Hepatitis B virus is one of several viruses that can infect the liver. The presentation of the condition can vary from asymptomatic to a severe, life-threatening acute disorder. If hepatitis B becomes chronic, it can lead to severe disorders such as liver cirrhosis and liver cancer.1
Hepatitis B is more common when travelling in Asia, Africa and South America; however anyone who isn't vaccinated against hepatitis B could be at risk of contracting the virus. Hepatitis B is more infectious than many other viruses and can survive for at least seven days outside of the body.2
During the acute infection phase most people don't experience any symptoms. Those who do suffer symptoms can experience extreme fatigue, nausea, vomiting and abdominal pain. Yellowing of the skin and eyes, known as jaundice, is also a symptom. More than 90% cent of healthy adults who contract hepatitis B will recover completely and be rid of the disease within the first year. However, within some people it can cause chronic liver infection that will later develop into cirrhosis of the liver or liver cancer. In addition, those infected may become chronic carriers and pass the disease on to others.1
Hepatitis B is transmitted between people by direct contact with infected blood and various body fluids or via sexual contact. In some cases, hepatitis B is transmitted from an infected mother to her newborn child at birth.1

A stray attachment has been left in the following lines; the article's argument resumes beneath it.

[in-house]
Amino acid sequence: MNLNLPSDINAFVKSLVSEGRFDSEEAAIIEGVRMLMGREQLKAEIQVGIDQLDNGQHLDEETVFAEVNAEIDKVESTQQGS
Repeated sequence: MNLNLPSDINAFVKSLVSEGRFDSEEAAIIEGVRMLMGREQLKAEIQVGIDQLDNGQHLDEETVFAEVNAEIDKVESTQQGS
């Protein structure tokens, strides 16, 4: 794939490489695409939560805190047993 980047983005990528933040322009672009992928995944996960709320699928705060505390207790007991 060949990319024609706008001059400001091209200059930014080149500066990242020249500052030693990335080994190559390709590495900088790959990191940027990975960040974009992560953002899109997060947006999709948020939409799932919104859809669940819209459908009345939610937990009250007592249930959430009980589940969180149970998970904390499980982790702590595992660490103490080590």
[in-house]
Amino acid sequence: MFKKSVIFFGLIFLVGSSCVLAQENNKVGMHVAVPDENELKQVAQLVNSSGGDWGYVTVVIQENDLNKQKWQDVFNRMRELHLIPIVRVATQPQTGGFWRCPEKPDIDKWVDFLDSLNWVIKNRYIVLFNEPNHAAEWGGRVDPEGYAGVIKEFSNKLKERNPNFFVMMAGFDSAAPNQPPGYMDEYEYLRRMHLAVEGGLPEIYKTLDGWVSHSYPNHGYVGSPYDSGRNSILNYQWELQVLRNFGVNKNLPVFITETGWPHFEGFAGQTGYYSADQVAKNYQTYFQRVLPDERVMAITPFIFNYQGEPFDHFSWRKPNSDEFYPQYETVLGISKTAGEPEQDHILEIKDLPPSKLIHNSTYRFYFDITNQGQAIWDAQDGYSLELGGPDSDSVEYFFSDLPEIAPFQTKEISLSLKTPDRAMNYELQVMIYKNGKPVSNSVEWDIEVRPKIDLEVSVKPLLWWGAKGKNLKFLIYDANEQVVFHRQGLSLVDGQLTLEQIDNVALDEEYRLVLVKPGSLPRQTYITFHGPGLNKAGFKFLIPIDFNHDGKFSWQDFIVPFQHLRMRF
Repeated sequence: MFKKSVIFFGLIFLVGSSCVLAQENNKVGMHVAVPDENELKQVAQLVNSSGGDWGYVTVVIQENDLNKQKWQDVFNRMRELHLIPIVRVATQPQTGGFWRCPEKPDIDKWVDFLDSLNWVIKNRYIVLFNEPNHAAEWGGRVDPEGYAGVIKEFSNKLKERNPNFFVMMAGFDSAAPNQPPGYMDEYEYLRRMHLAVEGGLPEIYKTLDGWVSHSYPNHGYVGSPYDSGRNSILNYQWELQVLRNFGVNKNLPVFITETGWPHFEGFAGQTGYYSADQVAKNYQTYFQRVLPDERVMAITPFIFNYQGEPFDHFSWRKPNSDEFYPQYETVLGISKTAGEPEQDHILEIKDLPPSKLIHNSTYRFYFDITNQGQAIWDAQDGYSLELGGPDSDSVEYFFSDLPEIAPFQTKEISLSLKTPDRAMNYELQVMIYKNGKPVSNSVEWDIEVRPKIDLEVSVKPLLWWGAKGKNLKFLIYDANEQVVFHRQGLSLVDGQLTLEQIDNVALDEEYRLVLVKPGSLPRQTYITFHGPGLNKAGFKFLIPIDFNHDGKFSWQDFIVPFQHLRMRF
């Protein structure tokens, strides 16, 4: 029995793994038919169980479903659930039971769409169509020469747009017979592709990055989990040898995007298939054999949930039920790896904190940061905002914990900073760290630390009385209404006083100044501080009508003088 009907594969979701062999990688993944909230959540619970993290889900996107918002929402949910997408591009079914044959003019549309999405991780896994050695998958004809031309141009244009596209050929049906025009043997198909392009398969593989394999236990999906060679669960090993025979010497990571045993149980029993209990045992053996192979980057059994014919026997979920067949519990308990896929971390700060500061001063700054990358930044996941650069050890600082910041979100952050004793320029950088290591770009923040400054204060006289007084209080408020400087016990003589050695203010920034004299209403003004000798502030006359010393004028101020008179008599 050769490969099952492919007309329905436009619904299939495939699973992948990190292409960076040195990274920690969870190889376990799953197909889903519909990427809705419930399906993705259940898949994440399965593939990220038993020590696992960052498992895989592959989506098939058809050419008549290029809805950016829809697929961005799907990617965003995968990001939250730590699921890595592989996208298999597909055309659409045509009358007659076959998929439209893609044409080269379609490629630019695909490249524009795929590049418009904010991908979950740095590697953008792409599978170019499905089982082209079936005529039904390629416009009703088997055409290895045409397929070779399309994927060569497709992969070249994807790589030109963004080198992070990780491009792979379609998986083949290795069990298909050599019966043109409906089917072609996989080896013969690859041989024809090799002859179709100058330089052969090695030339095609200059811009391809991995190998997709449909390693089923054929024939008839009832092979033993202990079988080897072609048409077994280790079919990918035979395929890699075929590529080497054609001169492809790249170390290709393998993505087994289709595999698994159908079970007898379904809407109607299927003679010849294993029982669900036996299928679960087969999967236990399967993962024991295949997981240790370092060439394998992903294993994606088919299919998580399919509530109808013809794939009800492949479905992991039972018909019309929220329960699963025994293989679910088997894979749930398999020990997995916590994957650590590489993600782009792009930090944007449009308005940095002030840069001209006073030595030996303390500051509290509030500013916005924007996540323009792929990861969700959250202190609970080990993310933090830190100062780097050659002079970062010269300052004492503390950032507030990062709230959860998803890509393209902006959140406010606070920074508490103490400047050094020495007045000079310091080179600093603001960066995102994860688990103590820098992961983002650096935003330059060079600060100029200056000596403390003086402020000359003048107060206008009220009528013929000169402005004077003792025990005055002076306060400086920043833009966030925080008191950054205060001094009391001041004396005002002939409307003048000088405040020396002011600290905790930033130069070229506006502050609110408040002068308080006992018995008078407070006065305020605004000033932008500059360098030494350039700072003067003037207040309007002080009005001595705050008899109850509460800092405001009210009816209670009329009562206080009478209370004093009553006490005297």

Hepatitis B is also spread by needlestick injury, tattooing and piercing. Sexual transmission of hepatitis B may occur, particularly in unvaccinated men who have sex with men and heterosexual persons with multiple sex partners or contact with sex workers.2
A person with acute HB can become a chronic HB carrier and remain infectious. Chronic infection may lead to serious liver disease.
Infants born to infected mothers are at highest risk of becoming chronic HB carriers.2
Hepatitis B is a vaccine-preventable disease.2 The vaccine against type B hepatitis has been included in the routine immunization program for children in Israel, since 1992.3
Blood tests are available to diagnose and monitor hepatitis B.2 There is no specific treatment for acute hepatitis B. Therefore, care is aimed at maintaining comfort and adequate nutritional balance, including replacement of fluids lost from vomiting and diarrhea. Chronic hepatitis B infection can be treated with medicines. Treatment can slow the progression of the liver disease and improve long term survival.2
Someone who may have come into contact with the virus should seek advice from a healthcare provider.